At University, long, long ago, my friends and I would have dreadfully earnest discussions about whether art imitated life or life imitated art. They almost certainly generated more heat than light.
What we would have decided about Guilty Pleasures I don't know. All I can tell you is that one morning I was up to my ears in preparations for our village fete. Although my main responsibility was collecting books which were subsequently sold on the book stall, I was also baking bread and making jam for the produce stall. When I had the merest moment I checked my emails - you never know what wonderful news you might miss if you don't. That morning I had a lovely greeting from a long-distance friend in Australia, telling me that although she was supposed to be doing housework, she'd found one of my books in the local shop and had succumbed to the guilty pleasure of reading it. Thank you, Vanja.
Guilty pleasures - what a good title for a Lina novel, I thought, especially as I'd joked with my kind editor at Severn House that we ought to have a whole series involving the word Guilt in the title. (Thank you, Steph and Shane, for a lot more title suggestions.)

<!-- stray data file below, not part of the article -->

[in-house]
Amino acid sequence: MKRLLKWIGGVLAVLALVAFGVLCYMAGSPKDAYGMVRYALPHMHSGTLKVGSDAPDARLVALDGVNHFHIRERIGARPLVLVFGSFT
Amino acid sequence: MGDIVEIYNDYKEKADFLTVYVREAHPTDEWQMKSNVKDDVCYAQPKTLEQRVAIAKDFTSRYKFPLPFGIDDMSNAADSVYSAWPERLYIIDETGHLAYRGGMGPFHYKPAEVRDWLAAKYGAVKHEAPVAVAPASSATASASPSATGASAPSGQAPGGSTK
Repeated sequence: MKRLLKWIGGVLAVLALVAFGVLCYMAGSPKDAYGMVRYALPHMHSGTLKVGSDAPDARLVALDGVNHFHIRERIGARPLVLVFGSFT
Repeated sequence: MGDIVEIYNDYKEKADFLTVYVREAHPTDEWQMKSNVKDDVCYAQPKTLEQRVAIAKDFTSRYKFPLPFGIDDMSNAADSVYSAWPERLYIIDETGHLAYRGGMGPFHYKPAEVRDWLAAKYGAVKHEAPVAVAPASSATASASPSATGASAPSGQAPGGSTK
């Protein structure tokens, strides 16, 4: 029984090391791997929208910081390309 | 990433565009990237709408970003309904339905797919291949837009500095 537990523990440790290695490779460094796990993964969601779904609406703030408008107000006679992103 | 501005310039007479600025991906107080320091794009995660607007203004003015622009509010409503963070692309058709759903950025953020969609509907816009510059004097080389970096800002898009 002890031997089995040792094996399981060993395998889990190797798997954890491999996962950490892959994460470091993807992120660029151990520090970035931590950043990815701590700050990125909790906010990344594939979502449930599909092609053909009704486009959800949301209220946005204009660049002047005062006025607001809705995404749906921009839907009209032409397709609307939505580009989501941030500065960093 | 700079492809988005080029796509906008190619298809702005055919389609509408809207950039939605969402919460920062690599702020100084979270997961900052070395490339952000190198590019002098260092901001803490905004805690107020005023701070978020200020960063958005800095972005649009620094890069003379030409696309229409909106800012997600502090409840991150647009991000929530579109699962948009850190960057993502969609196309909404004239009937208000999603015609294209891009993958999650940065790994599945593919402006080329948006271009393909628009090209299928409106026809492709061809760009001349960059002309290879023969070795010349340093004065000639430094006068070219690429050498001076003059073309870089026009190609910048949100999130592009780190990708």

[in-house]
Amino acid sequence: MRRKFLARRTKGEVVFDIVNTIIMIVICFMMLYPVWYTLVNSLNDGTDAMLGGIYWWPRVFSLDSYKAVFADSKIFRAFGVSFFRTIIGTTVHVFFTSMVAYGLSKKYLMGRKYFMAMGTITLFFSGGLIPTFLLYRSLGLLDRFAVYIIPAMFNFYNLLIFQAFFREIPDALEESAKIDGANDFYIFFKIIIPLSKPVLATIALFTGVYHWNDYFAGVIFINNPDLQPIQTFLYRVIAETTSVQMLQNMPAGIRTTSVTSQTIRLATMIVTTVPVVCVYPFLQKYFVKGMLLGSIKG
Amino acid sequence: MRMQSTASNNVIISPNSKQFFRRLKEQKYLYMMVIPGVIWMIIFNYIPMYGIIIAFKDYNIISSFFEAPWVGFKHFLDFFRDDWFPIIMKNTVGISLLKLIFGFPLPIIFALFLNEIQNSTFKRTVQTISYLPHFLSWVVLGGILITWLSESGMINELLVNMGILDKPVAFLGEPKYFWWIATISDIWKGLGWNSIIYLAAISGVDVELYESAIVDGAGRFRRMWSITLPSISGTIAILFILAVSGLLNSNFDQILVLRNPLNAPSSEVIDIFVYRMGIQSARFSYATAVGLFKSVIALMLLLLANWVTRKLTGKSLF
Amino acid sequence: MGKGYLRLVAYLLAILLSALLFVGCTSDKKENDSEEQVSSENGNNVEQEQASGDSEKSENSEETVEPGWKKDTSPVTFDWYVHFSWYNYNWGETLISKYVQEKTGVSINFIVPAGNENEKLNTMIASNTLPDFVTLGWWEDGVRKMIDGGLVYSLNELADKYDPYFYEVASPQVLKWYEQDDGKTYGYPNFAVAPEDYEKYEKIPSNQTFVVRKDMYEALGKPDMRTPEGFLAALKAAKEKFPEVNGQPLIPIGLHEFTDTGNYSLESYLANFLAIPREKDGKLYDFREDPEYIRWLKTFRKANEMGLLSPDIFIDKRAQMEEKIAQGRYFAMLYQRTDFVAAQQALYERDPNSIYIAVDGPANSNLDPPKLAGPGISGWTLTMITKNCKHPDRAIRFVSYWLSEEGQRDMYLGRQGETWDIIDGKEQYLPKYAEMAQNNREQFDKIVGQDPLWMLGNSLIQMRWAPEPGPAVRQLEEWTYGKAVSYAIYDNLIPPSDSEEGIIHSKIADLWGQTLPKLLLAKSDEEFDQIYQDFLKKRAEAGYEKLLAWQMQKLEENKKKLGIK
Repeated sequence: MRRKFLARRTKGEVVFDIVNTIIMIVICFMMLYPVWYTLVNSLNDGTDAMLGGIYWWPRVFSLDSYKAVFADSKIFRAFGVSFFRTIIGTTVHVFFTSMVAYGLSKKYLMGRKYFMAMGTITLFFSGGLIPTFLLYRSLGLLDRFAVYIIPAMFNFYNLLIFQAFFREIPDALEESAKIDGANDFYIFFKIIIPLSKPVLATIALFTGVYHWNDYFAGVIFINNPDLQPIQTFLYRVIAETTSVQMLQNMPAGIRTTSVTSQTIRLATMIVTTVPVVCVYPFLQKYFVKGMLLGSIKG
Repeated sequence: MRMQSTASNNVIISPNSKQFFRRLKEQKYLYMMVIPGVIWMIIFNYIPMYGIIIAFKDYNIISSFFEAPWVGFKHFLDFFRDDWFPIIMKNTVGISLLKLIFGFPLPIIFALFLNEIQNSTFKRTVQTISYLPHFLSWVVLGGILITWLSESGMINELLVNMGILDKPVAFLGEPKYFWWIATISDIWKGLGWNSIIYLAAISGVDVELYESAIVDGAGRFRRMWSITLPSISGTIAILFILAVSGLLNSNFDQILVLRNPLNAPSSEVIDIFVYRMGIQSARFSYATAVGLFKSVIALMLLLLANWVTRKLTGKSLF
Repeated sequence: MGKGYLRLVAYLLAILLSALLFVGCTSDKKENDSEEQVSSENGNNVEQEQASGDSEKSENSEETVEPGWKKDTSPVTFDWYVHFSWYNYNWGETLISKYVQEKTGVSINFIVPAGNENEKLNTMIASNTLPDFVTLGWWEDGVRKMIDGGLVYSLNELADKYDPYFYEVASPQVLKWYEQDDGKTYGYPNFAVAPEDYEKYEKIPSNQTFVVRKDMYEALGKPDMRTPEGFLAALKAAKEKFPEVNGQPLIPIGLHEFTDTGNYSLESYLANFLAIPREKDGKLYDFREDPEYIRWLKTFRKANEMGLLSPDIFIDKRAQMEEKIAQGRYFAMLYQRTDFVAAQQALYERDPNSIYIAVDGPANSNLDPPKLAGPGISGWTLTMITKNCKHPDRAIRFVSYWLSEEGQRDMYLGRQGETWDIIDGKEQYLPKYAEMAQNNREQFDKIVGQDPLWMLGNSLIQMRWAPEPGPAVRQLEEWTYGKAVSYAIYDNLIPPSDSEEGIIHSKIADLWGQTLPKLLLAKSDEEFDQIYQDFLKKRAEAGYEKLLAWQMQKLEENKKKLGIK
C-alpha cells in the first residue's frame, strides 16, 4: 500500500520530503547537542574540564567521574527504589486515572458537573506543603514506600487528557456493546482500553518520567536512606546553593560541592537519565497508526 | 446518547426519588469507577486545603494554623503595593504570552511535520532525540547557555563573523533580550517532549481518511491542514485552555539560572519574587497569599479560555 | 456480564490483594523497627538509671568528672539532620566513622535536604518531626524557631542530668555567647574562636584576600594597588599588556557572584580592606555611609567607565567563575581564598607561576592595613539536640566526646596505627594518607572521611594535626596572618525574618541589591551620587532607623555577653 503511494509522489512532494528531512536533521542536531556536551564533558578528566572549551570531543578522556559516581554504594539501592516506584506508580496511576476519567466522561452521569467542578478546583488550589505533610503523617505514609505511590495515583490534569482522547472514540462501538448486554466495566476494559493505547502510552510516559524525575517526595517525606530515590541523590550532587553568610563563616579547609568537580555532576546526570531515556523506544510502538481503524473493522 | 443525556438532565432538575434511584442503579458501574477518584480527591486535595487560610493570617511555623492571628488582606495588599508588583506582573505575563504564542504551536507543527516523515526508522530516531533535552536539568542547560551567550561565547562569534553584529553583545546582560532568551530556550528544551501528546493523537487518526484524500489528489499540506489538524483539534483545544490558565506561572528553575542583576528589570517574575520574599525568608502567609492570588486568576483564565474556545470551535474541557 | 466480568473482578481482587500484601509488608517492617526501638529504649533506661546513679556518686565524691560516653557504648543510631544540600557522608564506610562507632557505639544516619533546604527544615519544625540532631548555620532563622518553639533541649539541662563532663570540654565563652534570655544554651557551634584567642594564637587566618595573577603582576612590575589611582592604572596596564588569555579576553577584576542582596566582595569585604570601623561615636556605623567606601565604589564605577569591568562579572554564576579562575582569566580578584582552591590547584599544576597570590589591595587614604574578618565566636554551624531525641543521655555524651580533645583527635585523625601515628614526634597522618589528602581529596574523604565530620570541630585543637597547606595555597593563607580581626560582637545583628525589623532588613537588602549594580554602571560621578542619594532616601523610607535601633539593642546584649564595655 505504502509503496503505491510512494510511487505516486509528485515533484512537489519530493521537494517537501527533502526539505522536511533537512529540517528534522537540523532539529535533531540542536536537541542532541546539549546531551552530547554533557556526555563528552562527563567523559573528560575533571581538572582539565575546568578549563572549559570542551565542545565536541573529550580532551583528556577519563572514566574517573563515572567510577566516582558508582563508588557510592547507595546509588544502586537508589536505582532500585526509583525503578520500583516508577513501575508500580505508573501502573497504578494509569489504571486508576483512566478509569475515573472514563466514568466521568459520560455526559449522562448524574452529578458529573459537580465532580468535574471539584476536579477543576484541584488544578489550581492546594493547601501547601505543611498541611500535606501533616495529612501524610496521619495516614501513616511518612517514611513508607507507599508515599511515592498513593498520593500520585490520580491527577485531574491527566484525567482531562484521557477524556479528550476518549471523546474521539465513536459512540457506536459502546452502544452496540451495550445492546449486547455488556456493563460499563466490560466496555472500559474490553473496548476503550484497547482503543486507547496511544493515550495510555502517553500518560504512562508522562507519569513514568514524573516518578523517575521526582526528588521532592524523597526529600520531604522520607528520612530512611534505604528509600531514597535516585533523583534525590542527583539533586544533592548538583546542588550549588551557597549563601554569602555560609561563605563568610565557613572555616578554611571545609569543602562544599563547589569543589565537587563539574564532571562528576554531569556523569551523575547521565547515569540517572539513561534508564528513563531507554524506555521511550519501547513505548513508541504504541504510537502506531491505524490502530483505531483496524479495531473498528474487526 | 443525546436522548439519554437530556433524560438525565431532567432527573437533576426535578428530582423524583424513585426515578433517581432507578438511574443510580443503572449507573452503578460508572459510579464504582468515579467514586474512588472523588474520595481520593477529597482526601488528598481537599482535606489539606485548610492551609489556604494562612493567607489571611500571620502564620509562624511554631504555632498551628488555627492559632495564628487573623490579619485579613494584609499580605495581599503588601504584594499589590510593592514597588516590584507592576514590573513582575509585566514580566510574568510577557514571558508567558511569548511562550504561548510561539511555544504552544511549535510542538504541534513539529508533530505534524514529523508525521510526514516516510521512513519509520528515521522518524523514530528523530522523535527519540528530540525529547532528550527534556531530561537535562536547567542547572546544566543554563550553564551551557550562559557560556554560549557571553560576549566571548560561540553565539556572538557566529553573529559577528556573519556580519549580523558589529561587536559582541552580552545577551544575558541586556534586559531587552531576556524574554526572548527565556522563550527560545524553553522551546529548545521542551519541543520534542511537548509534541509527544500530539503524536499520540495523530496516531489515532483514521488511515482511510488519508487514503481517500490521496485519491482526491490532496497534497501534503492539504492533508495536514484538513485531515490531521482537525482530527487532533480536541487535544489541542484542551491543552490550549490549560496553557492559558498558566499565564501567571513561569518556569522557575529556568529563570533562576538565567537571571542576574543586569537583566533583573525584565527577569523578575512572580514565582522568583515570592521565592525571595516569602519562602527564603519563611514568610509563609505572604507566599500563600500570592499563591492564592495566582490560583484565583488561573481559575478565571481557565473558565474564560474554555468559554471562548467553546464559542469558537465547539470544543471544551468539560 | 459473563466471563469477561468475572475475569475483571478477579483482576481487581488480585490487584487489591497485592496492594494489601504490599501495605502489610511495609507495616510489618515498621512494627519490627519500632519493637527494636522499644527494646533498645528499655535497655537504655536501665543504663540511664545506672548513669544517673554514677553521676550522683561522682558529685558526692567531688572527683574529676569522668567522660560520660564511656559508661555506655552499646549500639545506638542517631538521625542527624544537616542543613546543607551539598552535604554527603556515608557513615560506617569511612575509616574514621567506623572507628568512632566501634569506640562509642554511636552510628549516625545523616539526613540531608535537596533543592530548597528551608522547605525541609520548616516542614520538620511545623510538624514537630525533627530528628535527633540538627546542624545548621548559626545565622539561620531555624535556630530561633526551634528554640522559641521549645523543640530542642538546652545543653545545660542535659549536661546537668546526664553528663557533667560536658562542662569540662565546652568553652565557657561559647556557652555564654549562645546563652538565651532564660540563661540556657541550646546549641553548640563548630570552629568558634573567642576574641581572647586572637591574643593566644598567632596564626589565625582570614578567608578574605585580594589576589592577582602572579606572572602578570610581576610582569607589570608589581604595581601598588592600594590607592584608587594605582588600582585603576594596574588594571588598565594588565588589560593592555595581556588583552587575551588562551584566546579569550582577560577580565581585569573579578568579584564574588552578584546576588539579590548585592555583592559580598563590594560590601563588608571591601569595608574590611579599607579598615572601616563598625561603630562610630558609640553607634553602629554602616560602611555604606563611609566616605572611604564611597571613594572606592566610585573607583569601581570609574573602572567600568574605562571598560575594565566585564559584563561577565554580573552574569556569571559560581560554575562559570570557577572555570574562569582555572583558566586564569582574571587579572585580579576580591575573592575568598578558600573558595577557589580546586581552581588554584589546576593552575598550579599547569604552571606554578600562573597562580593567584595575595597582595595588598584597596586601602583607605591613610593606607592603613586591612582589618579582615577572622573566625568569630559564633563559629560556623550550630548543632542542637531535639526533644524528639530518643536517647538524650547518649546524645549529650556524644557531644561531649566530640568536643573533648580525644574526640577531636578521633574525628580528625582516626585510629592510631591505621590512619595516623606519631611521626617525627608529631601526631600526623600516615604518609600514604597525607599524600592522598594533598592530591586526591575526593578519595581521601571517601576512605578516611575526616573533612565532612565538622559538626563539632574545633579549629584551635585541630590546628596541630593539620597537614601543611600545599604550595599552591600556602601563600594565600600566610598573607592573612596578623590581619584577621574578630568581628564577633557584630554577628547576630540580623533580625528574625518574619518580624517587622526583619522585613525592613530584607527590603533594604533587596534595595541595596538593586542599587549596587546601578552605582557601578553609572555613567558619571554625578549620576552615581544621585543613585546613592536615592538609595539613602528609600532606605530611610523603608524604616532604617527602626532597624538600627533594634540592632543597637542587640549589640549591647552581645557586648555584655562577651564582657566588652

By this time I could smell that the bread and jam needed attention. However hard I tried to put the idea to the back of my mind - jam's demanding stuff, even if bread isn't - it wouldn't let me go. Why not, whispered something in my head, use a fete like this as the start of your next novel, Guilty pleasures?
So the next batch of bread, the next jars of jam, not to mention the great piles of second hand books to be boxed up, had to wait. I was back in my office, typing the magic words, Chapter One. The rest, of course, is fiction.
Severn House Publishers Ltd
26 May 2011
Cutler's intriguing third mystery… an enchanting mix of murder and antiques